The State of Austrian Club Football

May 21, 2019

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Austrian Bundesliga

Founded: 1974

Most Championships: Rapid Wien, 32

Last 5 Winners: Red Bull Salzburg (18/19, 17/18, 16/17, 15/16, 14/15)

UEFA Ranking: 12th

Highest Ranked Club: Red Bull Salzburg, 29th


Interview with Tim Armitage, Austrian football analyst for Football Radar

How important has Red Bull Salzburg’s success in Europe been for the Austrian Bundesliga?

Salzburg have been invaluable to the league in this sense.

Due to Rapid Vienna, Austria Vienna and Sturm Graz’s inconsistencies over the past few seasons, the Bundesliga has had to rely on other clubs making the most of their European adventures such as Wolfsberg, Altach and Admira. Needless to say, without Salzburg, the Austrian Bundesliga would be much lower on UEFA’s co-efficient table.

Is there much money in Austrian football at the moment?

If you exclude Salzburg from this question, then the answer would be no.

Rapid Vienna and Austria Vienna both recently bought new stadiums, so any transfer revenue they have generally has to be accumulated in player sales, whilst Sturm Graz also don’t have the biggest budget either. LASK, who have had an excellent season this year, do have good financial backing, but they’ve looked to invest this in player’s wages rather than splashing out on expensive signings (relative to the Austrian Bundesliga).

Outside of these 5 clubs, the budgets are small & clubs are always looking for ways to maximise revenue in order to maintain financial stability & to secure the club’s long-term future.

Do Austrian football fans get excited by the Europa League?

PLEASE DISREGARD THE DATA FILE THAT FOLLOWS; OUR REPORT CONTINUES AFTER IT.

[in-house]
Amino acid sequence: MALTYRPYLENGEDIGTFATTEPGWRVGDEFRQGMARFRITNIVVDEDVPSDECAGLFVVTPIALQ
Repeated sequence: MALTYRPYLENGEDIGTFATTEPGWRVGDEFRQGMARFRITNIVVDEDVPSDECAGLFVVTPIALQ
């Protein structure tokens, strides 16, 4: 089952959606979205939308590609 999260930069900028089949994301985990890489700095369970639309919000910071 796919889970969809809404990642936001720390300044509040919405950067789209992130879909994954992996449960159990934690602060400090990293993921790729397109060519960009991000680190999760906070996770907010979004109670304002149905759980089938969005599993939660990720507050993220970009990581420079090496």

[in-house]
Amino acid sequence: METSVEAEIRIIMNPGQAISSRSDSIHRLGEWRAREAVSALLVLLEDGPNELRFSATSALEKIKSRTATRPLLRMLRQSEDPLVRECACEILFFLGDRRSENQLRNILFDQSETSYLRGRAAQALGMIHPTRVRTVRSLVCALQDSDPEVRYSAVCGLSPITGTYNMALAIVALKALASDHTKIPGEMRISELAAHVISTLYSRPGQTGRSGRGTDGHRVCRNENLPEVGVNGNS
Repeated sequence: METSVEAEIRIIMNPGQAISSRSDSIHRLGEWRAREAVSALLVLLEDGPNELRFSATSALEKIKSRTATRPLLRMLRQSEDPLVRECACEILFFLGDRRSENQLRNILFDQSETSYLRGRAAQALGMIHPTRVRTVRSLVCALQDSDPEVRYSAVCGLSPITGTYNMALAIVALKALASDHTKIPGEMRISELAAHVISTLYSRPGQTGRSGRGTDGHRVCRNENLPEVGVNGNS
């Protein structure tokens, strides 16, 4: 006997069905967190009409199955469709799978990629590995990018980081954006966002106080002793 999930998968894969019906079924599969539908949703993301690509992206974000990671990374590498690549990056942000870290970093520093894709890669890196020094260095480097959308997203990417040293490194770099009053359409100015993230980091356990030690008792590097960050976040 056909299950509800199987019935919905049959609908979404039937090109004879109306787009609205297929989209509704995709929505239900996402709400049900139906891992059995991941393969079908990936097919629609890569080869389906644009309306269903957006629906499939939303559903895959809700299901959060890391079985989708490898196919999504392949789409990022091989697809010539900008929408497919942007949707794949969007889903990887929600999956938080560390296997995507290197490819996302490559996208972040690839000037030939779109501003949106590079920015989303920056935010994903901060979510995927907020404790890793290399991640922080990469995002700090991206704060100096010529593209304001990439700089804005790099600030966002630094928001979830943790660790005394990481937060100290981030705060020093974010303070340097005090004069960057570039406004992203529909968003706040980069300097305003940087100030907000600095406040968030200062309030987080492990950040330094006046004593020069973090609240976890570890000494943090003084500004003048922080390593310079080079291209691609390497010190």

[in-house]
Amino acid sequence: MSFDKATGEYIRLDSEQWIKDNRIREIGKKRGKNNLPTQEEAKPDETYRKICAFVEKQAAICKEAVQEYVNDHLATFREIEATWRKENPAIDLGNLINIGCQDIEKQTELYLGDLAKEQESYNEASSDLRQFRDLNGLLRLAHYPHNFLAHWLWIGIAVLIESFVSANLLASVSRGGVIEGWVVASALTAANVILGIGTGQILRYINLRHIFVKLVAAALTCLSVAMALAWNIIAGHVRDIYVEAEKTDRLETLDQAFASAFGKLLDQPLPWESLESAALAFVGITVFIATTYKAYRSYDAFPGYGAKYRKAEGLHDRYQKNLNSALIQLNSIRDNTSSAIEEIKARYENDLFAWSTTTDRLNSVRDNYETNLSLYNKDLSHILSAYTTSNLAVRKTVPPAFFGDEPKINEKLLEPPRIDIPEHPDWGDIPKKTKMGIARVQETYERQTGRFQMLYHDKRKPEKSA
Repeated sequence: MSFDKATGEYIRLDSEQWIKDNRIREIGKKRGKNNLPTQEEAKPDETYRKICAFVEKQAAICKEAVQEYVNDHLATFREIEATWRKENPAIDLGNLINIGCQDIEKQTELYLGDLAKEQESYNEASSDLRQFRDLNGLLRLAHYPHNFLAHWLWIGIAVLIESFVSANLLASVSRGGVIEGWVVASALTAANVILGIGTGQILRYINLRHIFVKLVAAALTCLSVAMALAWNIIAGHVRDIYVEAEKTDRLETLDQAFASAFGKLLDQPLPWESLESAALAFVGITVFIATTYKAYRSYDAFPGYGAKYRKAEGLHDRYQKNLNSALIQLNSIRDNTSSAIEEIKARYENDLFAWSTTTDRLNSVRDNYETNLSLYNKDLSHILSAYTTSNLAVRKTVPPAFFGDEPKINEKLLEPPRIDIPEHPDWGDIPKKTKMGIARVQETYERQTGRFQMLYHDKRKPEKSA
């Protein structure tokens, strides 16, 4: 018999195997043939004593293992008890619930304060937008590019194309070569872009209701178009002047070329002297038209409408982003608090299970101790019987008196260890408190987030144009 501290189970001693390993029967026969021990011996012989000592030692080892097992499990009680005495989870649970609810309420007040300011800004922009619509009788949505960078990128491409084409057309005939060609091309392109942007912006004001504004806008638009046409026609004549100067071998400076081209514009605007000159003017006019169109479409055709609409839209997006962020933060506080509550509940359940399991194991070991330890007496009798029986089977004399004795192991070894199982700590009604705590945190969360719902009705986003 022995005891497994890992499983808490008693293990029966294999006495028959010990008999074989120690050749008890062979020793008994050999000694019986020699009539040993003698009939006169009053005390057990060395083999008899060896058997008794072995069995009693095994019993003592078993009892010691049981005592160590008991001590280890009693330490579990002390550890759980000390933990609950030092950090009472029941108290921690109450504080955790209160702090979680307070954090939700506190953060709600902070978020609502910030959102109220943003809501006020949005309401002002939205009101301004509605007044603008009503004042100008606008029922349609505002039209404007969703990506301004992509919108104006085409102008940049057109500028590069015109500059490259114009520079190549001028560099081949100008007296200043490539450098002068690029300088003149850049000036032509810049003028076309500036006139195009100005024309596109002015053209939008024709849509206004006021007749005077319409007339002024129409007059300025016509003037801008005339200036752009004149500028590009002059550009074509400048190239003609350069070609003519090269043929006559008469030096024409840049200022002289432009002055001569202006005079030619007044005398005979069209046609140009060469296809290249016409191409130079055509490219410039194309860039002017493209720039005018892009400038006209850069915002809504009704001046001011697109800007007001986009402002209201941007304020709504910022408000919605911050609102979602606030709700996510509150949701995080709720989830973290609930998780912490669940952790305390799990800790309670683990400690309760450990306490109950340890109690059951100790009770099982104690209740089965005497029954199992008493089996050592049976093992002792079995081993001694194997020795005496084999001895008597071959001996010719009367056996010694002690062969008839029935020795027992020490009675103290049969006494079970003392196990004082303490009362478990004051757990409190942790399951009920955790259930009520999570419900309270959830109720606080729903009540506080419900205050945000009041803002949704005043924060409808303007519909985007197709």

In general, I’d say so.

However, there is also a tendency to be quite fickle when it comes to actually going to the stadium to watch the game (aside from Rapid Vienna who will nearly always sell-out for European games) as fans may snub fixtures against lesser known opposition. This is merely an extension of what happens in the league with fans drawn to the stadium by the ‘bigger’ clubs.

What has been the reaction to the Europa League 2 in Austria?

To be honest, there was not that much reaction to the Europa League 2 (that I noticed at least). 40-50% of the Austrian Bundesliga have generally had the chance to qualify for Europe in recent seasons, so there isn’t generally a thirst for more European football. Even now, due to some of the bigger club’s inconsistencies, smaller teams have been able to qualify for Europe, so I’m not sure the Europa League 2 would change all that much in Austria.

What would you like to see UEFA do to level the playing field more for small European sides?

I don’t think we necessarily want to level the playing field as such, and if I’m honest, I’m not sure a new tournament was the best way to go about trying to get more fringe nations/teams involved in a European tournament. Having said that, maybe it could be a huge success!

If it was up to me, I’d have continued with the current Europa League competition on it’s own, but potentially given smaller leagues more qualification positions and added one or two more qualification rounds. Almost akin to the FA Cup, where Sunday League teams will be playing FA Cup qualifying games months before the FA Cup first round.

Are fans going to be excited by the Europa League 2? I’m not so sure, whereas if your club have battled through 5 rounds of qualifiers and make the Europa League group stage, that’s already quite a big achievement.

Interview with Tim Armitage, Austrian football analyst for Football Radar

Find all your Champions League betting odds here

A Europa League infographic


Author: Tom Mortimer

Tom is the editor at Betting Circle and has been creating online content for over 10 years. Tom mainly writes about sport and gambling, but every now and then also delves into fleshier subjects like politics and psychology. When he was 18 he created HungarianFootball.com and over the last few years he's written on a freelance basis for ESPN, WorldSoccer, Goal.com, among many others.

Twitter @TMortimerFtbl


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